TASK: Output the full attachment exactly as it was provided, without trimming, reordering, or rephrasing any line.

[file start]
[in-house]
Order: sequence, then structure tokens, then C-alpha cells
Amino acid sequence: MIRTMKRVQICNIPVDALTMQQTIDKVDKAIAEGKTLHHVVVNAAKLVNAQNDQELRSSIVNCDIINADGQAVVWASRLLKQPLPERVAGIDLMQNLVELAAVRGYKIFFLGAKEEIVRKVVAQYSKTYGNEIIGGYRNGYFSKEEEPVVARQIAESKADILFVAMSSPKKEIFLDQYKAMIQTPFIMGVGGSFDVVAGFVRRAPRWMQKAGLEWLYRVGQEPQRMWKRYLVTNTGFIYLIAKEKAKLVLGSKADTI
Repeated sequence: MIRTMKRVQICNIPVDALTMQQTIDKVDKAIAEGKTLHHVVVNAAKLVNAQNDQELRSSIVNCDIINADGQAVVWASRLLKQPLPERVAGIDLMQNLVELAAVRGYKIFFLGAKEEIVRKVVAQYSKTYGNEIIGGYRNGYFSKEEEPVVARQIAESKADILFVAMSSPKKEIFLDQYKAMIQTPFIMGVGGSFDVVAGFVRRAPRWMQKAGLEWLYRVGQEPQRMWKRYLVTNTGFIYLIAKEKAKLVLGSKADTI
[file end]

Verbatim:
[in-house]
Order: sequence, then structure tokens, then C-alpha cells
Amino acid sequence: MIRTMKRVQICNIPVDALTMQQTIDKVDKAIAEGKTLHHVVVNAAKLVNAQNDQELRSSIVNCDIINADGQAVVWASRLLKQPLPERVAGIDLMQNLVELAAVRGYKIFFLGAKEEIVRKVVAQYSKTYGNEIIGGYRNGYFSKEEEPVVARQIAESKADILFVAMSSPKKEIFLDQYKAMIQTPFIMGVGGSFDVVAGFVRRAPRWMQKAGLEWLYRVGQEPQRMWKRYLVTNTGFIYLIAKEKAKLVLGSKADTI
Repeated sequence: MIRTMKRVQICNIPVDALTMQQTIDKVDKAIAEGKTLHHVVVNAAKLVNAQNDQELRSSIVNCDIINADGQAVVWASRLLKQPLPERVAGIDLMQNLVELAAVRGYKIFFLGAKEEIVRKVVAQYSKTYGNEIIGGYRNGYFSKEEEPVVARQIAESKADILFVAMSSPKKEIFLDQYKAMIQTPFIMGVGGSFDVVAGFVRRAPRWMQKAGLEWLYRVGQEPQRMWKRYLVTNTGFIYLIAKEKAKLVLGSKADTI